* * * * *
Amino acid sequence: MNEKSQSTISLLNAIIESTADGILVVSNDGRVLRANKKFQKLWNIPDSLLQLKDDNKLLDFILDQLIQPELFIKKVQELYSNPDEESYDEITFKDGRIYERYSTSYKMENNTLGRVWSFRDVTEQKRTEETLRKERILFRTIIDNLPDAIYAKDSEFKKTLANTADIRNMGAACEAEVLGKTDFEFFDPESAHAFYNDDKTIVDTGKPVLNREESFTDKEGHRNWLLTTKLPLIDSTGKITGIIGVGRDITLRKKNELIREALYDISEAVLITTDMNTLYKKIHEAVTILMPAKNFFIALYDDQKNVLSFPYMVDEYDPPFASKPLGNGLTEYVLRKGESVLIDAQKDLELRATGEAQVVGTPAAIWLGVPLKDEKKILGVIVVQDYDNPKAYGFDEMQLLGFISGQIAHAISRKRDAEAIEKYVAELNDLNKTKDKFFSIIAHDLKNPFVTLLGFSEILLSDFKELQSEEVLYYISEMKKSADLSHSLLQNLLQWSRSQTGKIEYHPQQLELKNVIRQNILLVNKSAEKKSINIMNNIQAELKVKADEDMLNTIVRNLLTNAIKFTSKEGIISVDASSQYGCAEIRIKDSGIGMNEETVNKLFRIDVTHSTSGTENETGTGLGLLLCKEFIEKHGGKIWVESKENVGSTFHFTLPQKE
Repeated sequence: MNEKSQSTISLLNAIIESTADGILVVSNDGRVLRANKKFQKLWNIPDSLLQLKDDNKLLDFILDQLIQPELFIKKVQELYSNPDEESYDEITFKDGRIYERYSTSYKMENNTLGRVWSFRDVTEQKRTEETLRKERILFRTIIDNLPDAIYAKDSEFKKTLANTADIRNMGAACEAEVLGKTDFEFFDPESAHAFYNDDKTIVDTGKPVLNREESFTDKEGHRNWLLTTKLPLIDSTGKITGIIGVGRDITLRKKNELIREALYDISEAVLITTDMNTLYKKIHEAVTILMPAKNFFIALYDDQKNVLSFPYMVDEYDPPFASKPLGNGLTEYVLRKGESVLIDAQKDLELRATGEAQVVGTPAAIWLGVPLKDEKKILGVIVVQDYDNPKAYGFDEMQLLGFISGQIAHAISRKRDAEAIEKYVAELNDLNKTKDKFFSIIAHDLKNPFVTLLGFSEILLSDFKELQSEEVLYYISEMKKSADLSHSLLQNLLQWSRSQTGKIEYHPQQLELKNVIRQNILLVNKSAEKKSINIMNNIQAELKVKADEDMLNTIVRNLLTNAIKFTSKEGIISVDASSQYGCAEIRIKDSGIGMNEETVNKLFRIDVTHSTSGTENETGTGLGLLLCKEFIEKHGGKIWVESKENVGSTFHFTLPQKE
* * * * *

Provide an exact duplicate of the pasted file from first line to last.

Amino acid sequence: MNEKSQSTISLLNAIIESTADGILVVSNDGRVLRANKKFQKLWNIPDSLLQLKDDNKLLDFILDQLIQPELFIKKVQELYSNPDEESYDEITFKDGRIYERYSTSYKMENNTLGRVWSFRDVTEQKRTEETLRKERILFRTIIDNLPDAIYAKDSEFKKTLANTADIRNMGAACEAEVLGKTDFEFFDPESAHAFYNDDKTIVDTGKPVLNREESFTDKEGHRNWLLTTKLPLIDSTGKITGIIGVGRDITLRKKNELIREALYDISEAVLITTDMNTLYKKIHEAVTILMPAKNFFIALYDDQKNVLSFPYMVDEYDPPFASKPLGNGLTEYVLRKGESVLIDAQKDLELRATGEAQVVGTPAAIWLGVPLKDEKKILGVIVVQDYDNPKAYGFDEMQLLGFISGQIAHAISRKRDAEAIEKYVAELNDLNKTKDKFFSIIAHDLKNPFVTLLGFSEILLSDFKELQSEEVLYYISEMKKSADLSHSLLQNLLQWSRSQTGKIEYHPQQLELKNVIRQNILLVNKSAEKKSINIMNNIQAELKVKADEDMLNTIVRNLLTNAIKFTSKEGIISVDASSQYGCAEIRIKDSGIGMNEETVNKLFRIDVTHSTSGTENETGTGLGLLLCKEFIEKHGGKIWVESKENVGSTFHFTLPQKE
Repeated sequence: MNEKSQSTISLLNAIIESTADGILVVSNDGRVLRANKKFQKLWNIPDSLLQLKDDNKLLDFILDQLIQPELFIKKVQELYSNPDEESYDEITFKDGRIYERYSTSYKMENNTLGRVWSFRDVTEQKRTEETLRKERILFRTIIDNLPDAIYAKDSEFKKTLANTADIRNMGAACEAEVLGKTDFEFFDPESAHAFYNDDKTIVDTGKPVLNREESFTDKEGHRNWLLTTKLPLIDSTGKITGIIGVGRDITLRKKNELIREALYDISEAVLITTDMNTLYKKIHEAVTILMPAKNFFIALYDDQKNVLSFPYMVDEYDPPFASKPLGNGLTEYVLRKGESVLIDAQKDLELRATGEAQVVGTPAAIWLGVPLKDEKKILGVIVVQDYDNPKAYGFDEMQLLGFISGQIAHAISRKRDAEAIEKYVAELNDLNKTKDKFFSIIAHDLKNPFVTLLGFSEILLSDFKELQSEEVLYYISEMKKSADLSHSLLQNLLQWSRSQTGKIEYHPQQLELKNVIRQNILLVNKSAEKKSINIMNNIQAELKVKADEDMLNTIVRNLLTNAIKFTSKEGIISVDASSQYGCAEIRIKDSGIGMNEETVNKLFRIDVTHSTSGTENETGTGLGLLLCKEFIEKHGGKIWVESKENVGSTFHFTLPQKE